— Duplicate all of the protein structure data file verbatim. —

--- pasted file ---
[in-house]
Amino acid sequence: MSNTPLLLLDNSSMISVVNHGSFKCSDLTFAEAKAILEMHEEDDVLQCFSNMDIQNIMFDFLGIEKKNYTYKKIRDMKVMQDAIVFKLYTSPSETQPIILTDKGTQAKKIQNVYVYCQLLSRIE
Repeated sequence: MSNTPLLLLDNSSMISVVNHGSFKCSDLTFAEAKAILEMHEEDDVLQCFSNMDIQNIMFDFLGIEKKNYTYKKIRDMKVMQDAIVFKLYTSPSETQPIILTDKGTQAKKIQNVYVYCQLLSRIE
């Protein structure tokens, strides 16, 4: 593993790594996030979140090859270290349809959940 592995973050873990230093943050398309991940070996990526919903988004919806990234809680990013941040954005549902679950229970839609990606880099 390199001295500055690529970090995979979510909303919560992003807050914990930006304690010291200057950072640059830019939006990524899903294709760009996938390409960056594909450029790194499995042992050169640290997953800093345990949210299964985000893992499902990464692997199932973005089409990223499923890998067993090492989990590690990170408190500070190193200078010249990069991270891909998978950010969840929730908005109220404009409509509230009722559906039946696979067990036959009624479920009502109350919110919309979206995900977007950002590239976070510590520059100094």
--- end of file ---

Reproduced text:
[in-house]
Amino acid sequence: MSNTPLLLLDNSSMISVVNHGSFKCSDLTFAEAKAILEMHEEDDVLQCFSNMDIQNIMFDFLGIEKKNYTYKKIRDMKVMQDAIVFKLYTSPSETQPIILTDKGTQAKKIQNVYVYCQLLSRIE
Repeated sequence: MSNTPLLLLDNSSMISVVNHGSFKCSDLTFAEAKAILEMHEEDDVLQCFSNMDIQNIMFDFLGIEKKNYTYKKIRDMKVMQDAIVFKLYTSPSETQPIILTDKGTQAKKIQNVYVYCQLLSRIE
């Protein structure tokens, strides 16, 4: 593993790594996030979140090859270290349809959940 592995973050873990230093943050398309991940070996990526919903988004919806990234809680990013941040954005549902679950229970839609990606880099 390199001295500055690529970090995979979510909303919560992003807050914990930006304690010291200057950072640059830019939006990524899903294709760009996938390409960056594909450029790194499995042992050169640290997953800093345990949210299964985000893992499902990464692997199932973005089409990223499923890998067993090492989990590690990170408190500070190193200078010249990069991270891909998978950010969840929730908005109220404009409509509230009722559906039946696979067990036959009624479920009502109350919110919309979206995900977007950002590239976070510590520059100094």